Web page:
KB:     I had a great time working with you on that project, and am very glad you had enough desire to know more about TeX that you joined TUG and pitched in to help in various ways. Are there particular areas of TeX that you are interested in delving into more? Do you think your next book will have much different needs than its predecessors, or have you reached a sort of steady state by now?

DW:     Today I use LaTeX and pdfTeX from the proTeXt distribution, WinEdt, and various packages, macros, and techniques I have found useful — described in The PracTeX Journal 2006-2 and 2006-3. Probably I will use more or less what I know now for my next book as I want to get it done relatively quickly. However, I am sure I will slowly keep expanding my TeX capabilities. I will probably try ConTeXt for the book after that, and relatively immediately now I may try doing my own indexing for the first time, perhaps using an Eplain-based technique for creating a non-embedded index that John Culleton described to me in the Yahoo self-publishing discussion group.

KB:     One TeX/TUG project you initiated and have been steadily involved with is this interview series. Have you done anything similar before? What impelled you to start the project? Have you gotten what you hoped for out of it?

DW:     As I suggested earlier, I like projects where I also can benefit from what I am doing. I also prefer projects that can be done incrementally so I am not under too much pressure to finish too much too soon; one of my rules of thumb is to avoid trying things that are so hard or have such near term deadlines that it becomes stressful or an unpleasant burden to work on them. Thus, this Interview Corner project was a natural for me: I get to learn about various well known TeX people and gain perspective on how the various parts of the TeX world fit together and why, I only have to finish an interview every month or so to feel I am making good progress, and — with good input from the interviewees — organizing and formatting the interviews is a very achievable job.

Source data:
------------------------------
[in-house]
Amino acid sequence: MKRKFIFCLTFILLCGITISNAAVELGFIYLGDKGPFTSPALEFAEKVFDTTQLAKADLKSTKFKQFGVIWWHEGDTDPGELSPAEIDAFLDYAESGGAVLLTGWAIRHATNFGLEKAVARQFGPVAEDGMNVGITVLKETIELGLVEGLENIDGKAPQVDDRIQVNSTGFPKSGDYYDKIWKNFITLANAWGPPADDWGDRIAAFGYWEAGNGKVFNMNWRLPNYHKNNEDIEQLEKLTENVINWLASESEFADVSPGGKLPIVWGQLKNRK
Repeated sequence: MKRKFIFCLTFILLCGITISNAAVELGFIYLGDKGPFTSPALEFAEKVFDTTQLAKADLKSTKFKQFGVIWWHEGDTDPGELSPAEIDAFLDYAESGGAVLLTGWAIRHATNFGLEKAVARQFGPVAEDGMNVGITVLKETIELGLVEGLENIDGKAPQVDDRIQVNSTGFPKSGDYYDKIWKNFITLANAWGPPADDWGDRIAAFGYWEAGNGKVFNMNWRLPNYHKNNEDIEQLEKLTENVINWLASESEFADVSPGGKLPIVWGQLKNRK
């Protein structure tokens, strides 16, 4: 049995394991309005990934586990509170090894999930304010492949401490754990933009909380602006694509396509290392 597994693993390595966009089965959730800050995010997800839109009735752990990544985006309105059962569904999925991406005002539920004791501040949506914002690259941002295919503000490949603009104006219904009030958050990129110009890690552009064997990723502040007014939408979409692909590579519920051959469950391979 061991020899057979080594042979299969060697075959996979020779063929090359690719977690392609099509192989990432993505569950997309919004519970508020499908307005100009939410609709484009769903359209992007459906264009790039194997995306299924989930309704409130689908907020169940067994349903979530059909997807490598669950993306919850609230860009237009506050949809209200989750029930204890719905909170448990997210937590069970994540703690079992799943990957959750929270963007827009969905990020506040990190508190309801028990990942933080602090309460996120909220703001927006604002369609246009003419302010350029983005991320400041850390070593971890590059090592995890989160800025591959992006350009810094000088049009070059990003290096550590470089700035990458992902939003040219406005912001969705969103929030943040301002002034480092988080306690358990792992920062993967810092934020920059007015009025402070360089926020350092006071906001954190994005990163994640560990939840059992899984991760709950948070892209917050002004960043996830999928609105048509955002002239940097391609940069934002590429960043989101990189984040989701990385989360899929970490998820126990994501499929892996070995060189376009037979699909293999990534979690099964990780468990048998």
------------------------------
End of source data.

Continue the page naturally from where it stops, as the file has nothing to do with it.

Wanting to know more about various TeX people (and suspecting that others might also want to know more), I remembered the Mathematical People and More Mathematical People books edited by Donald Albers, Gerald Alexanderson, and Constance Reid (the second book only) based on a series in the College Mathematics Journal of interviews of well known mathematicians. The best extant interview of Knuth, in my view, is in the first of these volumes. Thus, I thought, why not have a similar interview series for TeX people? I have done lots of interviewing of customers that resulted in detailed write-ups of what they said; as a journal editor I have done some interviews for publication (one example is at http://www.walden-family.com/public/cqm-journal/rp07900.pdf); and I have interviewed authors in order to help them create first drafts of papers they later took command of and made their own.

I'm very pleased with how the interview series is turning out, and hope someone is reading them besides me.

In general I try to twist jobs I volunteer for so they are not so hard to do that I soon will stop wanting to do them. This is the main reason my “Travels in TeX Land” column for The PracTeX Journal mostly describes something I did rather than claiming to be a tutorial on a subject that I would then have to really become expert about. It would be hard to become an expert, but it's relatively easy to describe what I did. (By the way, the title of my column is a paraphrase of the title — Narrow Roads of Gene Land — of the three books of the collected papers of William Hamilton, the amazing evolutionary biologist. I was deeply moved by his introductions to the papers when I read volume 1.)